Numerous Classes of Victims Secure Admission to the U.S.
Most new immigrants are simply relatives of earlier immigrants.
Many others are admitted because they, under our employer-tilted laws, are considered “needed workers” or are their relatives.
A growing number of migrants, however, fit into neither category; they manage to secure legal status in the United States because they fall into one of the many classes of victims that a generous Uncle Sam says qualifies them to be acceptable migrants to the United States.
Immigration Reform in a Republican-Controlled Senate, Pt. 5
The best path to real immigration reform in a 2015 Senate narrowly controlled by Republicans — as many as 13 of whose likely GOP members voted for the Democratic immigration bill in 2013 — is through the chairman of the Judiciary Committee.
The chairman can set the direction of the committee and frame the specific issues it will address and hold hearings on, but he can do much more. He can choose which immigration bill will be brought before the committee for debate and markup.
ICE Policy Change on Detainers Fuels Lawsuits to Obstruct Enforcement
A federal judge in Oregon has ruled that local law enforcement agencies must not comply with ICE detainers, a key tool used by ICE to take custody of criminal aliens for investigation and possible removal. As a result, nine sheriffs in Oregon announced that they would cease honoring detainers and begin releasing any arrested aliens who complete their sentence or bond out of jail before ICE has a chance to charge them.
Replacing Americans with Cheap Foreign Labor No Longer News
The cheap labor industry is now having the same problem with the American media that Americans workers have had for a while: its short attention span.
In past years, the exhaustion of the H-1B quota served as the vehicle for companies to plaster the media with stories about a crisis: A huge mythical shortage of workers coupled with a shortage of H-1B visas.
Those stories have gotten old, so there are not many of them this time around.
John McCain Gets Some Love on Morning Joe
Writing in the New York Times about the Nevada rancher who has become a media star by refusing to pay the grazing fees he owes for running his cattle on federally owned land, Timothy Egan observed: “Easterners, especially clueless ones in politics and the press, have always had a soft spot for a defiant white dude in a Stetson.”
Immigration Reform in a Republican Controlled Senate, Pt. 4
Any realistic numbers by which Republicans would gain control of the Senate would still leave the relative weight of the parties rather close to each other. That means that getting Republican legislation passed, including immigration legislation, will not be easy. That includes real immigration reform.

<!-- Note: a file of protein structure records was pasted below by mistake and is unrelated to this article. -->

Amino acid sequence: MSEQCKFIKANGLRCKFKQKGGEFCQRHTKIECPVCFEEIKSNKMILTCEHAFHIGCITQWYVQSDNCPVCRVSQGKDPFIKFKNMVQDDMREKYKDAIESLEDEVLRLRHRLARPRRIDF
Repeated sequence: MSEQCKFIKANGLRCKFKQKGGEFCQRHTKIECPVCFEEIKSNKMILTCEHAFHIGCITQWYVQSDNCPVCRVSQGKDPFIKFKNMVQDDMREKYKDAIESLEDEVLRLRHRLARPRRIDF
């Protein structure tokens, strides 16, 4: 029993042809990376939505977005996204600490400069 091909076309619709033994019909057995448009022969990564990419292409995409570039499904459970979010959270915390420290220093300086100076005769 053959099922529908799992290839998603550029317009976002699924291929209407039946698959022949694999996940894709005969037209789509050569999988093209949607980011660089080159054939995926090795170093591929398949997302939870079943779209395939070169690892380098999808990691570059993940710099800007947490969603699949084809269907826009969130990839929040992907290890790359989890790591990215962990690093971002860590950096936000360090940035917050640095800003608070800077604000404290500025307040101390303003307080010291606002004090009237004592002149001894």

A Catholic’s Dissent from the Bishops’ Immigration Policy, Pt. 4
The most astonishing moral declaration I’ve ever heard from a member of the Catholic clergy was made at a 2004 conference on immigration at the University of Notre Dame. The speaker was Bishop Thomas Wenski, who was then chairman of the U.S. Conference of Catholic Bishops’ Committee on Migration. Said Wenski:
I think we can make a summary of Catholic social teaching in one phrase: No human being can ever be considered as a problem. When we consider a human being as a problem, we depersonalize him, we offend his human dignity. When we allow any class of human beings to be categorized as a problem, then we give ourselves permission to look for solutions. And as the history of the 20th century has proven, sometimes we look for final solutions.
I listened in stunned disbelief. A leader of the Catholic Church, my church, was warning that concerns about immigration were so fraught with peril that they must be rejected lest they produce horrors akin to the extermination campaign with which Hitler pursued his “final solution to the Jewish problem”?
"Silicon Valley Treats American Workers Like H-1Bs"
That should have been the New York Times headline for today’s article about how the major IT employers have been sued “on claims of conspiring to keep their employees down”.
Instead, the Times headline predicted the outcome of a class action suit by U.S. workers against Google, Apple, Intel, and Adobe with these words: “In Silicon Valley Thriller, a Settlement May Preclude the Finale”.
Immigration Reform in a Republican-Controlled Senate, Pt. 3
Life and politics rarely proceed in a straight line. And that goes for the possibility of real immigration reform in a Republican-controlled Senate.
The actual numbers of Republican Senators, new and old, who would support real immigration reform, as opposed to a 2015 clone of the Democrats’ 2013 effort, is a question mark.
A Catholic’s Dissent from the Bishops’ Immigration Policy, Pt. 3